Monday, April 22nd, 2013
Let’s talk about something we really ought to be talking about a whole lot more: Infertility. According to the U.S. Centers for Disease Control and Prevention, roughly 6.7 million American women aged 15-44 (that’s about one in every ten) will or would have trouble getting pregnant.Yet there’s still this horrible stigma around talking about infertility.
The struggle to get pregnant is one of the worst triple threats a woman or couple could face. Several friends have been trusting enough to open up to me about trying to conceive, and, as a journalist I’ve interviewed many women coping with infertility over the years—yet the confusion, sadness, and frustration many feel never ceases to cut to my core. I’d call it more of an emotional hell than an emotional struggle. Then on top of that, you’ve got the physical struggle. Many fertility procedures are invasive (think surgery)—and getting daily or weekly fertility injections can be brutal.
Finally, and for some, most importantly—you’ve got the financial struggle. The thing is, the emotional and physical struggles are almost always worth it to women who want more than anything to become mothers. But the financial burden can only be “worth it” to those who can afford it, and that’s not everyone.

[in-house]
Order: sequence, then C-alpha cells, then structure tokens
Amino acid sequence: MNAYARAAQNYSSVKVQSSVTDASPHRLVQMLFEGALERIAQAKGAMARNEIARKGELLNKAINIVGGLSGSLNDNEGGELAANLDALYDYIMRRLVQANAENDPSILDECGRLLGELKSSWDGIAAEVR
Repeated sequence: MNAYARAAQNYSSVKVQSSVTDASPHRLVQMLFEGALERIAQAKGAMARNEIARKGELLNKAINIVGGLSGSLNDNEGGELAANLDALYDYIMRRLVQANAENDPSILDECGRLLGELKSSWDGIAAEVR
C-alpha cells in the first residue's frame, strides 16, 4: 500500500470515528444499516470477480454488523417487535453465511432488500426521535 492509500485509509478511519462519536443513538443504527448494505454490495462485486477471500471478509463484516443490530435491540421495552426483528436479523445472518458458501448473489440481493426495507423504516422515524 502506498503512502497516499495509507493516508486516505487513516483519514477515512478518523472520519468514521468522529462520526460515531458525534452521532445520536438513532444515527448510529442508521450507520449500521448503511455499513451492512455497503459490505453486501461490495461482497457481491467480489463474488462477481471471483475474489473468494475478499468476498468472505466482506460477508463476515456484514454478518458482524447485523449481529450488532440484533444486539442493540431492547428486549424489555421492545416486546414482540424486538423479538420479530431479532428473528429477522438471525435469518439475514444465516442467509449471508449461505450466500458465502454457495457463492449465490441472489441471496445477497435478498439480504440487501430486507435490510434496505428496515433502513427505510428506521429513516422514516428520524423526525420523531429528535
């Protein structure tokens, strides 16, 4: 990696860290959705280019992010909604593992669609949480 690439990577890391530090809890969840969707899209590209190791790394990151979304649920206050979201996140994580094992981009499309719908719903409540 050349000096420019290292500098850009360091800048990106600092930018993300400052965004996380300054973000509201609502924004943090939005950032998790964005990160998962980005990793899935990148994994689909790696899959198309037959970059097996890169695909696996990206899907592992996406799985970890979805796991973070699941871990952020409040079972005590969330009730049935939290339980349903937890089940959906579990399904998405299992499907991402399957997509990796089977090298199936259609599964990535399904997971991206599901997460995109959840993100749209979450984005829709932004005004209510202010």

The high costs of fertility treatments often act as a flat-out barrier to those who can’t afford them. Sure, there are some places in this country where couples having trouble trying to conceive get awesome support—like Massachusetts, where insurance companies that provide pregnancy-related benefits are required to cover diagnosis and treatment of infertility, including IVF. That’s amazing . . . if you happen to live in Massachusetts. If you live in, say, Georgia, your insurance company isn’t required to cover any fertility treatments. Not one.
If you’re curious (or simply really need to know!) about infertility support where you live, you can look up fertility clinics in your area here, and then check out the just-released, state-by-state Fertility Scorecard, created by the phenomenal people over at the RESOLVE: The National Infertility Association. They’ve got an interactive map, showing you how each state ranks in terms of providing women with the tools they need to get pregnant. I think anyone looking at the facts will agree that we’ve got a long way to go when it comes to infertility support in America.
Image of couple dealing with infertility via Shutterstock.Add a Comment